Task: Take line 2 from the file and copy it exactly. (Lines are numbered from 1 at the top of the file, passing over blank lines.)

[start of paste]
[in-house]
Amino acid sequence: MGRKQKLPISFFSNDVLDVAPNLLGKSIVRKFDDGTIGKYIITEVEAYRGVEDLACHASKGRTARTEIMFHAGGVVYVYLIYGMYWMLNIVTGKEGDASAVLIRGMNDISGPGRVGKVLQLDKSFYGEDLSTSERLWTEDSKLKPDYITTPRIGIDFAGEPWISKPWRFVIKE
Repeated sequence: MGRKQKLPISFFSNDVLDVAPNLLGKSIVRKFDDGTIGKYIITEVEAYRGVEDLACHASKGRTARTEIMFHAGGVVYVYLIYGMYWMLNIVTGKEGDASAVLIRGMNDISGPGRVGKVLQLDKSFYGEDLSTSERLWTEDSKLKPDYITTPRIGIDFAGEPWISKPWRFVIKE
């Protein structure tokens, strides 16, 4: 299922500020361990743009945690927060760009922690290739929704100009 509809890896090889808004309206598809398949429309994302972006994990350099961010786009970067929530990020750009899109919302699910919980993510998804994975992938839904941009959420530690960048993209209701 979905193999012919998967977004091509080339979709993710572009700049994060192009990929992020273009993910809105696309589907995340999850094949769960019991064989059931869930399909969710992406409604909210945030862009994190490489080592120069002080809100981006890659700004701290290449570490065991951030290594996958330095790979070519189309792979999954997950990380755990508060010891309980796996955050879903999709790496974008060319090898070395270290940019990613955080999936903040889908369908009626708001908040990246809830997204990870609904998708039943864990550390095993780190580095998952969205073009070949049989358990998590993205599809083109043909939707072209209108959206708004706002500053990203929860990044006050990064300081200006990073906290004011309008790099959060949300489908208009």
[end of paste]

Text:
Amino acid sequence: MGRKQKLPISFFSNDVLDVAPNLLGKSIVRKFDDGTIGKYIITEVEAYRGVEDLACHASKGRTARTEIMFHAGGVVYVYLIYGMYWMLNIVTGKEGDASAVLIRGMNDISGPGRVGKVLQLDKSFYGEDLSTSERLWTEDSKLKPDYITTPRIGIDFAGEPWISKPWRFVIKE